Game Development Reference
In-Depth Information
the other you can't. It is a major differential with multiple implications, all of which
must be taken into account when designing and writing for these platforms.
Sound versus silence. The console game player is in her personal space, set up as
much as possible to her preference. It's almost assured that the TV volume is on, so
that game audio intended for the player to hear will actually be heard (sometimes in
glorious surround sound!).
Not so with the handheld game player. She is quite possibly playing your game
someplace where openly audible cutscenes, sound effects, voiceover quips, and music
will not be appreciated or, in some cases, even allowed. Examples might include
airplanes, buses, study hall, and even the back seat when Dad's driving and Mom's
got a headache.
Maybe the player brought a pair of headphones, but maybe she didn't. Based on
observational experience, it doesn't seem unreasonable to venture that a good number
of people playing a handheld game in public do it with the volume turned down and
without the benefit of headphones.
Shared versus solitary. The console game player, relaxing on his couch with a good
game, is not necessarily the only person in the room, watching that TV.
Modern game consoles ship with four controller ports for a reason: the console
experience is made for same-room, local multiplayer game sessions. You've got a
couch, a big-screen TV that everyone can see, and room for drinks and snacks. What
could be a better set-up for in-person, shared gaming goodness?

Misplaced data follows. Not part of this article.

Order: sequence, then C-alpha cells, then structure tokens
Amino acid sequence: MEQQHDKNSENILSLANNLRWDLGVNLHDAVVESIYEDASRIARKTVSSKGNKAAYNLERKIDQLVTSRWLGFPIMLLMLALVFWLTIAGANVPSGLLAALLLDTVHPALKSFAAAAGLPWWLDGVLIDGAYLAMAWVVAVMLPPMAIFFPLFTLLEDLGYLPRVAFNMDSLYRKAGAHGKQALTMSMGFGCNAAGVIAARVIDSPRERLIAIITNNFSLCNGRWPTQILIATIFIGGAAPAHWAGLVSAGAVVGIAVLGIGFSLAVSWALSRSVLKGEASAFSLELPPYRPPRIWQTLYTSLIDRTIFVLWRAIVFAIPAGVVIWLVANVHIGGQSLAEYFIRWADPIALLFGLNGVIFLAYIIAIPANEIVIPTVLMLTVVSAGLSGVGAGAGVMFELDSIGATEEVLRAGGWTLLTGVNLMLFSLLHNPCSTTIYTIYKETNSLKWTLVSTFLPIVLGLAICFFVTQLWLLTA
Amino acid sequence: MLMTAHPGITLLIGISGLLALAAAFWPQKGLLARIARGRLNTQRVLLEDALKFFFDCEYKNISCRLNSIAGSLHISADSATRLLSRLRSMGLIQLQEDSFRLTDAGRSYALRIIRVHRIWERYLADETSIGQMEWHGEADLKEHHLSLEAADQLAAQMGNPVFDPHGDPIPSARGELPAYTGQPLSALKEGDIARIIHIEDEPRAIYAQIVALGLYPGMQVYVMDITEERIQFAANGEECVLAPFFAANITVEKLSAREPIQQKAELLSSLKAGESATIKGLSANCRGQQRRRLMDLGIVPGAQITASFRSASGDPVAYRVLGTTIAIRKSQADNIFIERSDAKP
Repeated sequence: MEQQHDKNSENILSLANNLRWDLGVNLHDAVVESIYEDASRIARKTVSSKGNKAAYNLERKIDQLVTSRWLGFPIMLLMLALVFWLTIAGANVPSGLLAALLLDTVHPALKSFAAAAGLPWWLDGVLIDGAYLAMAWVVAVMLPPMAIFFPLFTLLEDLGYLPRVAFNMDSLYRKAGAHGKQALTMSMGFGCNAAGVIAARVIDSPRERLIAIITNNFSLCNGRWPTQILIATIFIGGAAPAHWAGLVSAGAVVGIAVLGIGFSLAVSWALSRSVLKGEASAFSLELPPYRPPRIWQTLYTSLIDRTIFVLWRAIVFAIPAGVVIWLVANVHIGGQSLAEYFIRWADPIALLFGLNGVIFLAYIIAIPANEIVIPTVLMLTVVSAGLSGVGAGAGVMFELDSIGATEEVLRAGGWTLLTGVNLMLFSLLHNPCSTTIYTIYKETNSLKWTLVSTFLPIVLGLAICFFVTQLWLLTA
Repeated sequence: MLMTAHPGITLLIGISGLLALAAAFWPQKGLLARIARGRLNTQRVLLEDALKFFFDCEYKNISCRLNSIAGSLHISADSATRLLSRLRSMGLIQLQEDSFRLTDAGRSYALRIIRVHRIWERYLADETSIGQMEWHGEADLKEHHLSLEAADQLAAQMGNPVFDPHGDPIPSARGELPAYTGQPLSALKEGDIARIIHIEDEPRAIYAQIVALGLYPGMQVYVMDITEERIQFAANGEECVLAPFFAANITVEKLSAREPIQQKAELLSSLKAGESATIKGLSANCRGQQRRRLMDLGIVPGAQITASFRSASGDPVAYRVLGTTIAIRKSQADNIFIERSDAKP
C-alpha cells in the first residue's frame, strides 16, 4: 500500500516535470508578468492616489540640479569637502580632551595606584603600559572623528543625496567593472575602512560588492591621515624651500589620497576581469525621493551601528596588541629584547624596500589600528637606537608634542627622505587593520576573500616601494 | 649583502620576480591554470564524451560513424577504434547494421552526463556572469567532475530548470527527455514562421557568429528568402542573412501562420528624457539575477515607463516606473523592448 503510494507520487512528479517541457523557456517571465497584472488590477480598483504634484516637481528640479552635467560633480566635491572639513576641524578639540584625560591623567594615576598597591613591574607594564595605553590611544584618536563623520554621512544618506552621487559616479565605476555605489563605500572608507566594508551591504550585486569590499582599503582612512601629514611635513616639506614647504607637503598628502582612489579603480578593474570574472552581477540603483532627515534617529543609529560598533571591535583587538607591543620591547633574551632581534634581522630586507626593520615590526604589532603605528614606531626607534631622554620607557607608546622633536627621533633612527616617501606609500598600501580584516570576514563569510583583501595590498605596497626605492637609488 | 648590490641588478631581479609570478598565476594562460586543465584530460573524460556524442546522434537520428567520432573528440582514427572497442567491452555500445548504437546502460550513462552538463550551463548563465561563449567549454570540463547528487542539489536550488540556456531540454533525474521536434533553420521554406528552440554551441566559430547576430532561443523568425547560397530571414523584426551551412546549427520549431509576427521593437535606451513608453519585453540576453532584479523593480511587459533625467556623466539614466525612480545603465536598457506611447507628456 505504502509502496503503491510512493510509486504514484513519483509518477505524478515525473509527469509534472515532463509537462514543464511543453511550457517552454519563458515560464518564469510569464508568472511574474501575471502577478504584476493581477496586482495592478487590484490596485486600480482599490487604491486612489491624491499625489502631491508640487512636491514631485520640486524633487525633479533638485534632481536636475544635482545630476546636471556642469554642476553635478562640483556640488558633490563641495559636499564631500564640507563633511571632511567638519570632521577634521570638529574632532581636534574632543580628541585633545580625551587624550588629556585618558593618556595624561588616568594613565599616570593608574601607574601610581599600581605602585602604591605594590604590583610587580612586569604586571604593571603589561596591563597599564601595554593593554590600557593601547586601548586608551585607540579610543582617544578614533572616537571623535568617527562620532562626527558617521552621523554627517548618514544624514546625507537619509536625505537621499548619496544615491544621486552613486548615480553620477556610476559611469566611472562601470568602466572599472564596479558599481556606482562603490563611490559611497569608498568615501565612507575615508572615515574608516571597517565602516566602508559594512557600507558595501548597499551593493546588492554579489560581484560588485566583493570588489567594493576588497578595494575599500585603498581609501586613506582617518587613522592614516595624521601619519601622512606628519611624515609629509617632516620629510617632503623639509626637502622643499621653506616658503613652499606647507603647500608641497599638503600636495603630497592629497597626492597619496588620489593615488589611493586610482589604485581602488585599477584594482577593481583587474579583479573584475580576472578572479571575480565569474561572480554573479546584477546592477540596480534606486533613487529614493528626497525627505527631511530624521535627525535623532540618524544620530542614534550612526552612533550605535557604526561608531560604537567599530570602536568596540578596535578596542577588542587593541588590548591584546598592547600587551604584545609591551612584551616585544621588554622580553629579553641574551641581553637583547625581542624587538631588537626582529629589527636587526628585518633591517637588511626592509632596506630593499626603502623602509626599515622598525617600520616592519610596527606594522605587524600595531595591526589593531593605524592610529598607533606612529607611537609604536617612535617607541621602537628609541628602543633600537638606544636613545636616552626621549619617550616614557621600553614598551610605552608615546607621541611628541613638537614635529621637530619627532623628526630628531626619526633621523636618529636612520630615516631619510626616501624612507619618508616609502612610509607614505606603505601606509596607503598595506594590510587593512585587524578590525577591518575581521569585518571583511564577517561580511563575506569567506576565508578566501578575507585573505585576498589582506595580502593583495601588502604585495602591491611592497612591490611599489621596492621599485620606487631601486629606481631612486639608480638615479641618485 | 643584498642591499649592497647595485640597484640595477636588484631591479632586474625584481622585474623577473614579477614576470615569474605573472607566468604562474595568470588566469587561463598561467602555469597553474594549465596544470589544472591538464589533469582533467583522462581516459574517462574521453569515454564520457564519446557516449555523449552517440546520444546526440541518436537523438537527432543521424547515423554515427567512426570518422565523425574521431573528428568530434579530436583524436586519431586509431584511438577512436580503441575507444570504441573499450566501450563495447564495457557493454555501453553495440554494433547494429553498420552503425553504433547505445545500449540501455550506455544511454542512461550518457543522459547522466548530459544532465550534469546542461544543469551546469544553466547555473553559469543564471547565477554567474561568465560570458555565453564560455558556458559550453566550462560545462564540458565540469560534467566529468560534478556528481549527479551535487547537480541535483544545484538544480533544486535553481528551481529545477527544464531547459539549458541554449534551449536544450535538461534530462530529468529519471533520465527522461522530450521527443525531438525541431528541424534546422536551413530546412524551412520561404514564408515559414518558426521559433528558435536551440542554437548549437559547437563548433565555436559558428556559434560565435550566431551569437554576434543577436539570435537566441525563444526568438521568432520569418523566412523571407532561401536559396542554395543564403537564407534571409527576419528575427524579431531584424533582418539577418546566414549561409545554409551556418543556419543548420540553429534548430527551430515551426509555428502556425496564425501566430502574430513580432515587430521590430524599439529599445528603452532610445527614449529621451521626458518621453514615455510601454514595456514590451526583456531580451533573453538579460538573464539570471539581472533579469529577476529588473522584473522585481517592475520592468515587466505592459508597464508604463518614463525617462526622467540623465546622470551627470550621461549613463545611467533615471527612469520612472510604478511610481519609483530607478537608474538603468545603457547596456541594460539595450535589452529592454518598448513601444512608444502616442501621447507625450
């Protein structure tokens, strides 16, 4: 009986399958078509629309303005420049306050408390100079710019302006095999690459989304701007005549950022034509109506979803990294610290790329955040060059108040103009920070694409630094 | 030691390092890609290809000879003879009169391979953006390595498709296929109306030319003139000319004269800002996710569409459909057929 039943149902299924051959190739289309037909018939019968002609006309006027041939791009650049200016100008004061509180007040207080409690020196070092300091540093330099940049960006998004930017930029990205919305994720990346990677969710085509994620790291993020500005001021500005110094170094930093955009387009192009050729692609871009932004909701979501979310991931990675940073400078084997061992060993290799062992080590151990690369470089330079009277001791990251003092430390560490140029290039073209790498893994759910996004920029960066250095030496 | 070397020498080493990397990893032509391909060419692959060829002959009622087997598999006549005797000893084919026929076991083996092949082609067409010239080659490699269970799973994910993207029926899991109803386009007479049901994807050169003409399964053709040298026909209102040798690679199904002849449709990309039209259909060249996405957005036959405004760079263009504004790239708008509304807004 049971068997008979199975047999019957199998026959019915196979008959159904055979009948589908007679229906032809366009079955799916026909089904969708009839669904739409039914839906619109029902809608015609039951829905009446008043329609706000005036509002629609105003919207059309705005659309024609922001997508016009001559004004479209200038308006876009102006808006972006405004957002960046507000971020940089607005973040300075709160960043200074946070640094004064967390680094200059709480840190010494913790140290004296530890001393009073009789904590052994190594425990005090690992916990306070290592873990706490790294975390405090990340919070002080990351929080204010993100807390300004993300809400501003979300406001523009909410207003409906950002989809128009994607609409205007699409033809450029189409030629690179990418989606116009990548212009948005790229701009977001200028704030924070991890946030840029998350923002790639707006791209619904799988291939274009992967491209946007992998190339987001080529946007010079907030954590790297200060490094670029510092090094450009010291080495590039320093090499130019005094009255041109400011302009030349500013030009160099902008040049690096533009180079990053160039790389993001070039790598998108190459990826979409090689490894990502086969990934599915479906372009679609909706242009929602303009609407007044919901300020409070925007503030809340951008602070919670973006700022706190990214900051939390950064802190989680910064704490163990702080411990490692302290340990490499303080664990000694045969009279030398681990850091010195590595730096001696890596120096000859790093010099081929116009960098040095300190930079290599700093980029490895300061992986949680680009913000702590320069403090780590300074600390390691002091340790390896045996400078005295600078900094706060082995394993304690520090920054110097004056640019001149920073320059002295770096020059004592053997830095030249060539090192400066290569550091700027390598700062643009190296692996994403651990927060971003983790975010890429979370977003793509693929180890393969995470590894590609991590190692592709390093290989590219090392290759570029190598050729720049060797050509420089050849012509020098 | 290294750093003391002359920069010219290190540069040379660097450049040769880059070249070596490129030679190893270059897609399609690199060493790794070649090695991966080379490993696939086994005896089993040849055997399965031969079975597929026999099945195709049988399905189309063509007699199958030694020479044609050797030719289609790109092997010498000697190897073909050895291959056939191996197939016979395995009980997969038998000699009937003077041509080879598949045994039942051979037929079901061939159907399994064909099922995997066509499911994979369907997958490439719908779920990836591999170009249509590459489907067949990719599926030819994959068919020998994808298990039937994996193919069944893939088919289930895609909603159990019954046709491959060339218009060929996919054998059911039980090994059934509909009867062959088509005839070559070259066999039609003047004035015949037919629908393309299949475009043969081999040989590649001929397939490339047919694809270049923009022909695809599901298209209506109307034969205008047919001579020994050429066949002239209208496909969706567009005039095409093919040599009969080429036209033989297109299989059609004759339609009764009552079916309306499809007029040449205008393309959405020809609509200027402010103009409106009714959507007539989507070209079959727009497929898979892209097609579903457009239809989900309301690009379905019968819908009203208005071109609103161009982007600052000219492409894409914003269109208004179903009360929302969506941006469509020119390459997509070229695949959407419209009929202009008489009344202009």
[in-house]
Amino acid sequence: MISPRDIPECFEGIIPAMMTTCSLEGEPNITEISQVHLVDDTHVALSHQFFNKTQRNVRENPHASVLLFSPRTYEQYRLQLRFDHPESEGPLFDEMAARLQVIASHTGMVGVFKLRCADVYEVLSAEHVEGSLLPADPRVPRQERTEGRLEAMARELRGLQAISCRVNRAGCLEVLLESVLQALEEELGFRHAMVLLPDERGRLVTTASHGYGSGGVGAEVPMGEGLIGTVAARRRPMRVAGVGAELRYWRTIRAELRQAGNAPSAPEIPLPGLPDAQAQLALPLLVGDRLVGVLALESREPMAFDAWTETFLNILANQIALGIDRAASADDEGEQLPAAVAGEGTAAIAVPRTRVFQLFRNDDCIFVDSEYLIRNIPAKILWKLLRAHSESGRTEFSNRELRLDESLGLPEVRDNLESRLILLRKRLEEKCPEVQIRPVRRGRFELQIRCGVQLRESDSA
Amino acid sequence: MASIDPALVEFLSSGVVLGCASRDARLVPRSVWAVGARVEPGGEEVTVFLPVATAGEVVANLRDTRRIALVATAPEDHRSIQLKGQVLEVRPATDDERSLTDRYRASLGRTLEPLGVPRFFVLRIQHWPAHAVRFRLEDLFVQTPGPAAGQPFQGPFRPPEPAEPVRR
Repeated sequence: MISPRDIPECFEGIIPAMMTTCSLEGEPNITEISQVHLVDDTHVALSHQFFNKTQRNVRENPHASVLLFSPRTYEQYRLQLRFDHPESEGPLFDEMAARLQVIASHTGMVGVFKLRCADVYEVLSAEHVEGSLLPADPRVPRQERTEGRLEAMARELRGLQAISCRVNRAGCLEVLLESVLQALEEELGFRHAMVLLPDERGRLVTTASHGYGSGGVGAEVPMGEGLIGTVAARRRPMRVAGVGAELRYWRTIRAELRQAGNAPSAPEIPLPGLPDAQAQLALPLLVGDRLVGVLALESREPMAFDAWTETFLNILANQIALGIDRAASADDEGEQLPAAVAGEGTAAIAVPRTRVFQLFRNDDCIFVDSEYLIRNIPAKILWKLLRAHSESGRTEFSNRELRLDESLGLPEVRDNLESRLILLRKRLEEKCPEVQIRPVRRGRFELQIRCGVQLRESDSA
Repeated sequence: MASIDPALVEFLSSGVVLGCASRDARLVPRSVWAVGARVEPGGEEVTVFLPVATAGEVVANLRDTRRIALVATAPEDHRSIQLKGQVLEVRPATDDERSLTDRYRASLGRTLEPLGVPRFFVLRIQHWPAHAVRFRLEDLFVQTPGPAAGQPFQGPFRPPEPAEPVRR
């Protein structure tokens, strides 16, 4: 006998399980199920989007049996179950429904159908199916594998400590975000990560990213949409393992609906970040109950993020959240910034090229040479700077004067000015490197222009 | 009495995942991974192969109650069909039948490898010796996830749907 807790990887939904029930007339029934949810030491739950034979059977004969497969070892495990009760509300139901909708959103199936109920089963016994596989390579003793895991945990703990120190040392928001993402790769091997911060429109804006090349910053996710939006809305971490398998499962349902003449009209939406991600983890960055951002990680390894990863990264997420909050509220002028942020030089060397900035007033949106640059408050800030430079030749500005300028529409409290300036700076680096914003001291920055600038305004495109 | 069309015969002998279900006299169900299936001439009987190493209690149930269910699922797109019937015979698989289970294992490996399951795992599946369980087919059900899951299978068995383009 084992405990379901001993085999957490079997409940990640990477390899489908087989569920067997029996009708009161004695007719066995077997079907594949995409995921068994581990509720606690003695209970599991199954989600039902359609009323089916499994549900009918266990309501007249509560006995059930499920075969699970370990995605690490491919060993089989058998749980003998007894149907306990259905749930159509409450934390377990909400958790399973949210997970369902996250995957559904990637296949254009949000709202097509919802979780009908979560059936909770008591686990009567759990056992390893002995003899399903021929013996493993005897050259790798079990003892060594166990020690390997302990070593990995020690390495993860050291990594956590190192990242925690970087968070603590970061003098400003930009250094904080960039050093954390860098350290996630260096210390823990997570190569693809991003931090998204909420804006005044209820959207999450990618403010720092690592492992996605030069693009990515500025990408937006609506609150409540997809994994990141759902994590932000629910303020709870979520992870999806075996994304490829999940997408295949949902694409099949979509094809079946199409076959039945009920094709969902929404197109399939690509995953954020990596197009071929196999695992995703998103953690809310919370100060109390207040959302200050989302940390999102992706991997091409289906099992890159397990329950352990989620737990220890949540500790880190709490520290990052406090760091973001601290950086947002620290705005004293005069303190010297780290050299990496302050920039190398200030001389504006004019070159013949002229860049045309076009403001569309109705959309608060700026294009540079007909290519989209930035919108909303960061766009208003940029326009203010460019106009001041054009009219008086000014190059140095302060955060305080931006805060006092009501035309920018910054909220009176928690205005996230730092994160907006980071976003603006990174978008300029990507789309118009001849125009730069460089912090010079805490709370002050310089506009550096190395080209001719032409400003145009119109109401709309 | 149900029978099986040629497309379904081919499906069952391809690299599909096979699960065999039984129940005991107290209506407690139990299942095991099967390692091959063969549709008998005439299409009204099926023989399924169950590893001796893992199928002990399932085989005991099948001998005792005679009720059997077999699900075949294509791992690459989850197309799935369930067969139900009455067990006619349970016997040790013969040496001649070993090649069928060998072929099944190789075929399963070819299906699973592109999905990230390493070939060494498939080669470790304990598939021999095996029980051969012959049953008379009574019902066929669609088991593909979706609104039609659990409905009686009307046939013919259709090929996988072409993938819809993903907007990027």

Even for a console game that lacks multiplayer modes, it's quite possible that
other people are simultaneously taking in your content. The size of the TV screen
and its natural position in the home as a center of family attention means that if
anyone else is nearby, they're probably absorbing the game experience as well.
For the console game writer, this means being conscious of those extra pairs
of eyes and ears. For example, parents or older siblings watching a young child
playing a kid-targeted game might appreciate something thrown their way once in
a while, such as the occasional Warner Brothers-style, over-the-kids'-heads adult-
targeted joke.
However, the thought and effort that goes into developing that multi-tiered type
of content would probably be wasted when applied to the development of most
handheld games, due to the intimate nature of the handheld gameplay experience.
On a portable game system, no one else can see the screen very well while you're
playing. So any “over the kid's head” jokes or references will simply disappear into
the ether, as opposed to entertaining a more savvy observer.
Of course, the same-room, local multiplayer experience is possible on some hand-
held games, via wireless ad hoc gameplay. Get some friends who own the same hand-
held system together in a room these days and you can have some shared fun that's
reminiscent of the communal console game experience. However, due to the higher
barriers to entry—you need multiple game systems and, in some cases, multiple
copies of the same game—this is the exception to the handheld gameplay experience,
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